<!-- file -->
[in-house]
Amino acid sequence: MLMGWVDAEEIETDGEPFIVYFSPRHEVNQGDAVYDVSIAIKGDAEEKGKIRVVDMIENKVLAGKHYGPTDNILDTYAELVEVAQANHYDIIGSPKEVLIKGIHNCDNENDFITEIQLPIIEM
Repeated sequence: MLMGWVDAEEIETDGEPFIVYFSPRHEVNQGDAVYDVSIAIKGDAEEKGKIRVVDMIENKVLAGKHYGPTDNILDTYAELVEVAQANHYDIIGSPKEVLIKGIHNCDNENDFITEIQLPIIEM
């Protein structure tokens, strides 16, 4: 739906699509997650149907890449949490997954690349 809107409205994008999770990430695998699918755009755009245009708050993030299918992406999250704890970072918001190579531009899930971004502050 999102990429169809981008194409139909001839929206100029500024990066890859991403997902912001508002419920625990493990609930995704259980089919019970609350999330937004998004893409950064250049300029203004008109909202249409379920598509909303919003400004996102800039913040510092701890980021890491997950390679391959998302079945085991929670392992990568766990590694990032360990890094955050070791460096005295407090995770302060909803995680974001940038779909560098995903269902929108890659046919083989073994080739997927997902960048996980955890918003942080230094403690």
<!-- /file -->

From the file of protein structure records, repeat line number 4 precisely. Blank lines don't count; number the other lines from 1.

């Protein structure tokens, strides 16, 4: 739906699509997650149907890449949490997954690349 809107409205994008999770990430695998699918755009755009245009708050993030299918992406999250704890970072918001190579531009899930971004502050 999102990429169809981008194409139909001839929206100029500024990066890859991403997902912001508002419920625990493990609930995704259980089919019970609350999330937004998004893409950064250049300029203004008109909202249409379920598509909303919003400004996102800039913040510092701890980021890491997950390679391959998302079945085991929670392992990568766990590694990032360990890094955050070791460096005295407090995770302060909803995680974001940038779909560098995903269902929108890659046919083989073994080739997927997902960048996980955890918003942080230094403690």